Mobilization of calcium by inositol trisphosphates from permeabilized rat parotid acinar cells. Evidence for translocation of calcium from uptake to release sites within the inositol 1,4,5-trisphosphate- and thapsigargin-sensitive calcium pool.
Menniti FS., Bird GS., Takemura H., Thastrup O., Potter BV., Putney JW.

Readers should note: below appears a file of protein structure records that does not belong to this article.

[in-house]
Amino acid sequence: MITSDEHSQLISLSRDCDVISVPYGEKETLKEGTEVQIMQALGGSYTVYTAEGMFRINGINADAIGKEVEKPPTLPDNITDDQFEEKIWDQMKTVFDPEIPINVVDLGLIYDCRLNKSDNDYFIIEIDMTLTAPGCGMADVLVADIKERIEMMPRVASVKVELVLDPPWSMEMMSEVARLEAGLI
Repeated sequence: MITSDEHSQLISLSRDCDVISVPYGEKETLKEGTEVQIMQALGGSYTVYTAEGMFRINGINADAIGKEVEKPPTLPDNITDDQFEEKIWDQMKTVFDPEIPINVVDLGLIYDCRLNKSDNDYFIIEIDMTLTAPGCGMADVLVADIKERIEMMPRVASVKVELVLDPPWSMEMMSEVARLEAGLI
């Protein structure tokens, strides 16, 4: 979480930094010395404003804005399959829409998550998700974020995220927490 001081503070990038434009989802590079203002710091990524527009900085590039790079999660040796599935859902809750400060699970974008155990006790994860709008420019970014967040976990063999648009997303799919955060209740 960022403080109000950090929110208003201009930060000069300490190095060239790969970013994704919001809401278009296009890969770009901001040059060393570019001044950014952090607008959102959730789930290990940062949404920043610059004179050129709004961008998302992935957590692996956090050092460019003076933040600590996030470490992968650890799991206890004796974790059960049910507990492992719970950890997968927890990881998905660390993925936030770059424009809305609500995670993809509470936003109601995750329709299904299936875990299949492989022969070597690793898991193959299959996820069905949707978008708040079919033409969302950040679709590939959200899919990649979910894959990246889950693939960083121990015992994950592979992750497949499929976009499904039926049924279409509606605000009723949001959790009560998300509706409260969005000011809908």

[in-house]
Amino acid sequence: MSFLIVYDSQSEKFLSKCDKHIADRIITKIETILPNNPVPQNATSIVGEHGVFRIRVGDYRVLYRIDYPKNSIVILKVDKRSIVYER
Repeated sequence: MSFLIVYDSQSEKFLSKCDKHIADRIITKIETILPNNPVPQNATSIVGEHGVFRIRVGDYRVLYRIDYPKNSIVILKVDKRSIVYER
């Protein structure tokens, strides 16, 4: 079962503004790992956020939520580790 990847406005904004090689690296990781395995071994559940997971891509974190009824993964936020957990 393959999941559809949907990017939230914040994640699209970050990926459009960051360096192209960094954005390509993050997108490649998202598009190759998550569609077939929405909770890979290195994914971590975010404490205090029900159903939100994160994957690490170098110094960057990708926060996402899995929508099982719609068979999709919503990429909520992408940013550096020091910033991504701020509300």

D-myo-Inositol (1,4,5)-trisphosphate ((1,4,5)IP3)-induced Ca2+ release and subsequent Ca2+ reuptake were investigated in saponin-permeabilized rat parotid acinar cells. Following the rapid release of Ca2+ by (1,4,5)IP3, Ca2+ was resequestered. The sequential addition of submaximal concentrations of (1,4,5)IP3 resulted in sequential Ca2+ release. However, when the cells were challenged with the poorly metabolized (1,4,5)IP3 analogues, (1,4,5)IPS3 or (2,4,5)IP3, or under conditions where the metabolism of authentic (1,4,5)IP3 was reduced, Ca2+ reuptake again occurred, but sequestered Ca2+ was not released by subsequent additions of (1,4,5)IP3. The sequestered Ca2+ was, however, released by thapsigargin, an agent which inhibits active Ca2+ uptake into the (1,4,5)IP3-sensitive pool. Furthermore, the rate of thapsigargin-induced release was significantly increased in the continued presence of an (1,4,5)IP3 stimulus. Thus, Ca2+ reuptake apparently occurred into the (1,4,5)IP3- and thapsigargin-sensitive Ca2+ store and (1,4,5)IP3 continued to influence the permeability of this pool to Ca2+ during Ca2+ reuptake. In contrast to the findings in permeabilized cells, Ca2+ reuptake did not occur in the sustained presence of (1,4,5)IP3 in intact parotid cells. We conclude that cell permeabilization reveals a kinetic, and presumably structural, separation of Ca2+ uptake and release sites within the (1,4,5)IP3-regulated intracellular organelle.